How Yiddish Made a Home in Melbourne

The following essay by Arnold Zable was featured in the catalogue for the exhibition MAMELOSHN – HOW YIDDISH MADE A HOME IN MELBOURNE at the Jewish Museum of Australia.

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We begin mid-ocean, moving over the equator from north to south. The destination is an island-continent at the ends of the earth. On board ship are a wandering people of many tongues, but the one which defines them is Yiddish, a language which found its first home in the legendary centres of Yiddishland: Warsaw, Bialystok, Lodz, Krakow and Lvov, Odessa and Vilna, and countless cities, towns and hamlets throughout Eastern Europe, some so small they cannot be located on any map of the old world. Forgive me if I have left out yours.

Yiddish was looked down upon by the snobby elite, the social climbers, while on the street, in the market place, on horse-drawn wagons, in shtetl cottages and city tenements, on factory floors, in tradesmen’s workshops and the smoke-filled rooms of union meetings, it ruled supreme. It was a language of commerce, lullabies and laments, troubadours and poets, of curses and loving diminutives, and of agitators and autodidacts hungering after revolutionary change. And a language in which were debated the great issues of the day: modernity as opposed to tradition, and orthodoxy versus enlightenment.

L Peretz Kindergarten circa 1950. Top row right, Lererin Shulamis Sher and middle, Lererin Cluwa Krystal.
L Peretz Kindergarten circa 1950. Top row right, Lererin Shulamis Sher and middle, Lererin Cluwa Krystal.

And for those on board ship Yiddish was mameloshn, the mother tongue, a way of life. Take for instance the actor Samuel Weisberg, who stepped ashore from the steamship Vulcania in Port Melbourne on a Monday morning, November 1908. Seated at a dining table with immigrant Yidn in a worker’s boarding house in Carlton that evening, a committee was formed and the next day, Hag Ha’susim, the Sacred Day of the Horses, the wheels were set in motion.

The following Sunday, Weisberg performed the melodrama Bar Kohkba, penned by the father of Yiddish theatre, Avrom Goldfaden. A Yiddish troupe was formed, and on 11 January 1909, the actors staged Goldfaden’s operetta Shulamis in Temperance Hall in Russell Street. The performance marked the beginning of Yiddish theatre in Melbourne.  Over the years it would be infused by directors, actors, producers, set designers and supporters who had made the journey from the old world.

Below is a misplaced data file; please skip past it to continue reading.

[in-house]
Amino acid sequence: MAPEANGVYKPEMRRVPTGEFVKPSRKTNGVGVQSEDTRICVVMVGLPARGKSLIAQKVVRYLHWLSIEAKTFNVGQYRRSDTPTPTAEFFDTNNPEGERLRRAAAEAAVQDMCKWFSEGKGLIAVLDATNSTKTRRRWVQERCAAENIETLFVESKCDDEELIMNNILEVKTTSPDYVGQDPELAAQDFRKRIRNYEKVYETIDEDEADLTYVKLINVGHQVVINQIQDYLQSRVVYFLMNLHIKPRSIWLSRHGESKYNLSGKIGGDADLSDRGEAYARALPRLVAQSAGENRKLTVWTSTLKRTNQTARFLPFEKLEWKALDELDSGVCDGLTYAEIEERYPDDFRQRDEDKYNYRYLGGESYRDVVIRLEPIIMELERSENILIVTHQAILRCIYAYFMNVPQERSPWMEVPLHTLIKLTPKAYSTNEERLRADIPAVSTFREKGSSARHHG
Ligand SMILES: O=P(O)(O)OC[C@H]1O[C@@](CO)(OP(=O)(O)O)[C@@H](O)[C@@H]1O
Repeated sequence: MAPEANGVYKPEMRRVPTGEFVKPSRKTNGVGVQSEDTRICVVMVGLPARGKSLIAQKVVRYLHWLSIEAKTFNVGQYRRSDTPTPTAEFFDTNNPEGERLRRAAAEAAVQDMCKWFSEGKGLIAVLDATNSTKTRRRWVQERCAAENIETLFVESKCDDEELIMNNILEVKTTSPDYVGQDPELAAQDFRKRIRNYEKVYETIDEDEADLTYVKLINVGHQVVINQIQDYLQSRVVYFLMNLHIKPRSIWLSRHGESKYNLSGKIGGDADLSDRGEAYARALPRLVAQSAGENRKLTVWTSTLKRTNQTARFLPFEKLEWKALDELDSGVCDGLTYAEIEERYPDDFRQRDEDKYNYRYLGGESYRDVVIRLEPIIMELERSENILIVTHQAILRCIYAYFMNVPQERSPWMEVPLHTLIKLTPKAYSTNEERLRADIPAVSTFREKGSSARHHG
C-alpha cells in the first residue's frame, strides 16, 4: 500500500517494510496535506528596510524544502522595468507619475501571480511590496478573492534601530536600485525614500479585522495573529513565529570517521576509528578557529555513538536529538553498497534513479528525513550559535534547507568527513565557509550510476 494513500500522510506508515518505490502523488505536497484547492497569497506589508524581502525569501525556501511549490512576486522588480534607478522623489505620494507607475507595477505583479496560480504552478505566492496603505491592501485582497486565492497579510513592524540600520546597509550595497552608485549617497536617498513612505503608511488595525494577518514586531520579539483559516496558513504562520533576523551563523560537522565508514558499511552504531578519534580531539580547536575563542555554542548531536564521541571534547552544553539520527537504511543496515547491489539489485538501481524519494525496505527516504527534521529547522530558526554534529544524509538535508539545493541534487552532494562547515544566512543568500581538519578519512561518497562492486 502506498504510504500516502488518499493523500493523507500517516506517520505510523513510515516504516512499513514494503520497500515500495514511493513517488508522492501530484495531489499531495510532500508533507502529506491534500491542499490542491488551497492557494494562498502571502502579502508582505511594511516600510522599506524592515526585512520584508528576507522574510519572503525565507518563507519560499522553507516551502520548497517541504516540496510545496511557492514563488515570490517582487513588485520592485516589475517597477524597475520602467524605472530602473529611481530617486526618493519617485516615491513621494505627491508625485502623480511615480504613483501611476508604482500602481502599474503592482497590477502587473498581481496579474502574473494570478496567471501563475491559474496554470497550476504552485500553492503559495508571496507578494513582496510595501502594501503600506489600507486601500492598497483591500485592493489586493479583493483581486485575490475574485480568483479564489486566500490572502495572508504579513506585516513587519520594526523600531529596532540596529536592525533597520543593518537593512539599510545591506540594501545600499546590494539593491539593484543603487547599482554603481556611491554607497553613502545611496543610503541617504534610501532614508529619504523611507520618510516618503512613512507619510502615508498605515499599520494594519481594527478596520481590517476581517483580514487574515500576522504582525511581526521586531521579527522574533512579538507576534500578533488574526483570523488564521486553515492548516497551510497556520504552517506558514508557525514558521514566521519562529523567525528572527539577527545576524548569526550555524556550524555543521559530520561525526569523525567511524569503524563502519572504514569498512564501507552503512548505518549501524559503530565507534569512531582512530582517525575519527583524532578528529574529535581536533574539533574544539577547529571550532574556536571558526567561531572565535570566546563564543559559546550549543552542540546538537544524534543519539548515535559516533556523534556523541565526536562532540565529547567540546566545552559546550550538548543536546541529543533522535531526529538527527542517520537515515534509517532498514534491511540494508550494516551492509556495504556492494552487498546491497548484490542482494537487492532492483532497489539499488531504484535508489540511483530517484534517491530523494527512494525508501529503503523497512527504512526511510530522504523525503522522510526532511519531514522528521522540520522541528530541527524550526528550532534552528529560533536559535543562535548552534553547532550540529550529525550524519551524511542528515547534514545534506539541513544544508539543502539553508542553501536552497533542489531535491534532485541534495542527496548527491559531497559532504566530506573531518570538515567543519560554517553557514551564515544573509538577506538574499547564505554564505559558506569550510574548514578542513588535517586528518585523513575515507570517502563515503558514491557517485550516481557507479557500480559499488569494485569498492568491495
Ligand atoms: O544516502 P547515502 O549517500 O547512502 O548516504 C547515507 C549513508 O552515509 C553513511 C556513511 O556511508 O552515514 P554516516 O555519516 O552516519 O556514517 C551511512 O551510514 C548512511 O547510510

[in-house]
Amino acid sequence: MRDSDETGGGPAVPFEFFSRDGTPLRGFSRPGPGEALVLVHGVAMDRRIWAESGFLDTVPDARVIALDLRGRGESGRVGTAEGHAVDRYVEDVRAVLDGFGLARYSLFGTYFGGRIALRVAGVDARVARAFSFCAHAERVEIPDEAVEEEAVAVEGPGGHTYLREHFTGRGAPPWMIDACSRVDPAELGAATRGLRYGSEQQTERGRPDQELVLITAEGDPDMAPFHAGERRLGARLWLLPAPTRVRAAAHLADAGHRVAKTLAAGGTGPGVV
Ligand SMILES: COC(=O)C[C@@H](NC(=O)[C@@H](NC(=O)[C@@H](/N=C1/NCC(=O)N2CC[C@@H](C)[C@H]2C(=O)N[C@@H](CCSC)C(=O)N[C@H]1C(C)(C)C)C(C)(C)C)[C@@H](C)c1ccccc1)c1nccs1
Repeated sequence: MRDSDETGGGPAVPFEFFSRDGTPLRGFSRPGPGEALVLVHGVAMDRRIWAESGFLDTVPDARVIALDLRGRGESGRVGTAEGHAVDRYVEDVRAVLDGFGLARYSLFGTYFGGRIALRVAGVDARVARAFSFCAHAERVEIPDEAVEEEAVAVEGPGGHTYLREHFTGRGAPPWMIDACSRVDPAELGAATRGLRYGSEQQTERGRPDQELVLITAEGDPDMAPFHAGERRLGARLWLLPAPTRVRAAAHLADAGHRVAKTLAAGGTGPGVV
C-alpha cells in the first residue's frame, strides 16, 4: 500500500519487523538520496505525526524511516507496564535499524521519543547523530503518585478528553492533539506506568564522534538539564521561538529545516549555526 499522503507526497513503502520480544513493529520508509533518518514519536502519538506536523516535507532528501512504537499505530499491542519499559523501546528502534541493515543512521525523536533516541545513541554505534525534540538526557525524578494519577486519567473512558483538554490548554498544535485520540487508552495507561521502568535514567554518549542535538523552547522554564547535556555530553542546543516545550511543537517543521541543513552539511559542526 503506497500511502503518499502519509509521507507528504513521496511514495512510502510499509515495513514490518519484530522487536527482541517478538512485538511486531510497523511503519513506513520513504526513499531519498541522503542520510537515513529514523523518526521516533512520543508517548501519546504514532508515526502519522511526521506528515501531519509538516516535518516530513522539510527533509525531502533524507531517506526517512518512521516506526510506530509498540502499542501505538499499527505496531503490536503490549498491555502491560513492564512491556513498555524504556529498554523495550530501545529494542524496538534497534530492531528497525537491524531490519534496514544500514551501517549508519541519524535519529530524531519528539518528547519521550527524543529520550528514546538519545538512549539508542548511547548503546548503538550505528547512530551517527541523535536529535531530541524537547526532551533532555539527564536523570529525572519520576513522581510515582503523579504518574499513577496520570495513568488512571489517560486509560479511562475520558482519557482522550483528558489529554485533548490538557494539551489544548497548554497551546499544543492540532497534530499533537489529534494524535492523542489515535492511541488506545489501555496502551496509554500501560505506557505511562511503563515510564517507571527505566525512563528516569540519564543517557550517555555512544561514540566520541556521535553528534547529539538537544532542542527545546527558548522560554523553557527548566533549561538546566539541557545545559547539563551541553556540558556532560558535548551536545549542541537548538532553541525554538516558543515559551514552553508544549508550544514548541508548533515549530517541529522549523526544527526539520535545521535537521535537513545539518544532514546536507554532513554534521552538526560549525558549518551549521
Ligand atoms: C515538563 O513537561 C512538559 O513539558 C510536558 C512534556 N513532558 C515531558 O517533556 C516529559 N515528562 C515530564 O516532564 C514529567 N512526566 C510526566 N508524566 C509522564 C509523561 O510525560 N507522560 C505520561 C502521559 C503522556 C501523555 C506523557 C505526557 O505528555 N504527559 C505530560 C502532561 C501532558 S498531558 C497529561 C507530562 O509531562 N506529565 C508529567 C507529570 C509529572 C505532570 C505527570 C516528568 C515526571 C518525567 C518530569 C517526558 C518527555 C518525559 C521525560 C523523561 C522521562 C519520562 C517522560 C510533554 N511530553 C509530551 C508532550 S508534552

Studio portrait of young Jacob (Yankev) Waislitz, 1940s

Among them was Yankev Waislitz, a member of the renowned Vilna Theatre, who stepped ashore on 26 January 1938 while on a world tour. After a series of one-man shows he galvanized the Yiddish speaking community in Melbourne with a production of the most renowned Yiddish play, The Dybbuk, in the Princess Theatre. Waislitz travelled on. In the mean time, Yiddish actor Rokhl Holzer disembarked on 2 April 1939. Born in Krakow in 1900, she brought with her years of experience in Yiddish theatre ensembles throughout Poland.

Waislitz returned from his world tour and, with Holzer, he became marooned in Melbourne. With the outbreak of war there was no going back. They took over the fledgling David Herman Theatre. While the old world burnt, in Melbourne there were seasons of up to eight Yiddish plays per year.

We return to the ocean, 1921. On board ship are the wandering Yiddish writer Peretz Hirschbein and his wife, the poet Esther Shumiakher. As they approached the Sydney Harbour Heads, through The Gap the couple glimpsed “a radiant world,” wrote Hirschbein. The scent of eucalyptus wafted across the harbour. Forested islands rose from its waters. But within days the couple discovered the most crucial ingredient, Yiddish, was missing.

They journeyed to Melbourne and were escorted from the station to Drummond Street in Carlton, the premises of the Kadimah. To their astonishment there was a locale where one could hear a Yiddish word. The couple delivered public lectures and recited their works. After five weeks they resumed their wandering ways, but their impact was profound.

The Kadimah was founded in 1911 as a library and cultural centre by immigrant Jews from Eastern Europe and Russia. Its first location was 59 Bourke Street. In 1915 the library moved to a more spacious home in Drummond Street. Concerts alternated with discourses on Australian life. Free English lessons featured alongside lectures on Yiddish and Hebrew literature.

At first Hebrew and English rivalled Yiddish as the preferred tongue. By 1925 the Kadimah Drama Circle was formed, the first of many Yiddish theatre ensembles based in the Kadimah over the next seven decades. In the late 1920s there were three Yiddish theatre ensembles at one time serving a community of Yiddish speakers of barely two thousand.

In 1933, the Kadimah shifted house to newly built premises in Lygon Street. With its arched windows and mock marble portico, the building resembled a secular synagogue. The hall boasted a modern stage, a prompter’s box and dressing rooms. The building was inaugurated with a performance of Peretz Hirschbein’s drama Green Fields. Set designer Mordekhai Schakhter, who hailed from Chelm, the legendary city of fools, transformed the new stage into an idyllic pastoral scene from the old world.

Melech Ravitch in northern Australia with Aboriginal companion, circa 1933
Melech Ravitch in northern Australia with Aboriginal companion, circa 1933

One of the first guests in the newly built Kadimah was the Yiddish poet Melech Ravitch. He arrived in Melbourne on 30 June 1933 aboard the French boat Ville d’Amien. Ravitch was on a mission to raise money on behalf of the impoverished Yiddish schools in Poland. Seven hundred people crowded into the Kadimah to welcome him. Speakers sang his praises. Actors recited his works.

Armed with notebooks and a Kodak camera, Ravitch journeyed from Melbourne to outback Australia by train and mail truck. His observations were published in Warsaw newspapers. “We are preparing for a long journey my patient readers,” he began. “We are going to get to know a whole new world.”